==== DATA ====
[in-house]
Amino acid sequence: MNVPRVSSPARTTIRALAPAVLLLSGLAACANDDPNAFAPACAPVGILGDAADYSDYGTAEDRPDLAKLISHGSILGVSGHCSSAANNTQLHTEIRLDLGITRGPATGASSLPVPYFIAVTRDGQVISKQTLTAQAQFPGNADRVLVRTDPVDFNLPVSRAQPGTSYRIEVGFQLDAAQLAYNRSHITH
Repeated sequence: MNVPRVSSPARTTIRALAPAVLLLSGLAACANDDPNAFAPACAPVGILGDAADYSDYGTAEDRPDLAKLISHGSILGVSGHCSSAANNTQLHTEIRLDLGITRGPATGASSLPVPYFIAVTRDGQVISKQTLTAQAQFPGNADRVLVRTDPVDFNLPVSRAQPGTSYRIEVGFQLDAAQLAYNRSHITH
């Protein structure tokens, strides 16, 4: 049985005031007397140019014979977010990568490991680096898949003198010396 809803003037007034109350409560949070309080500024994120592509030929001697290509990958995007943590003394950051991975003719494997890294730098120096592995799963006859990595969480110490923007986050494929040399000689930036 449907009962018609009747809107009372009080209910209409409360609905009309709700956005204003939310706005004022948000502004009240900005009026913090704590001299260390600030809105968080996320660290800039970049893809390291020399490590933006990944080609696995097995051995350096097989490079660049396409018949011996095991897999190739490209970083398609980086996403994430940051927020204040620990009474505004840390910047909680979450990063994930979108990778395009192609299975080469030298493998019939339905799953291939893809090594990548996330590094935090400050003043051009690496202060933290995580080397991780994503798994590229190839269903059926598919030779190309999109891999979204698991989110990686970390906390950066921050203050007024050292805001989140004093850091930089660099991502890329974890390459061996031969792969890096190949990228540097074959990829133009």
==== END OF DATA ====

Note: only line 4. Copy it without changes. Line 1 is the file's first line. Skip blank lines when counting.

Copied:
């Protein structure tokens, strides 16, 4: 049985005031007397140019014979977010990568490991680096898949003198010396 809803003037007034109350409560949070309080500024994120592509030929001697290509990958995007943590003394950051991975003719494997890294730098120096592995799963006859990595969480110490923007986050494929040399000689930036 449907009962018609009747809107009372009080209910209409409360609905009309709700956005204003939310706005004022948000502004009240900005009026913090704590001299260390600030809105968080996320660290800039970049893809390291020399490590933006990944080609696995097995051995350096097989490079660049396409018949011996095991897999190739490209970083398609980086996403994430940051927020204040620990009474505004840390910047909680979450990063994930979108990778395009192609299975080469030298493998019939339905799953291939893809090594990548996330590094935090400050003043051009690496202060933290995580080397991780994503798994590229190839269903059926598919030779190309999109891999979204698991989110990686970390906390950066921050203050007024050292805001989140004093850091930089660099991502890329974890390459061996031969792969890096190949990228540097074959990829133009």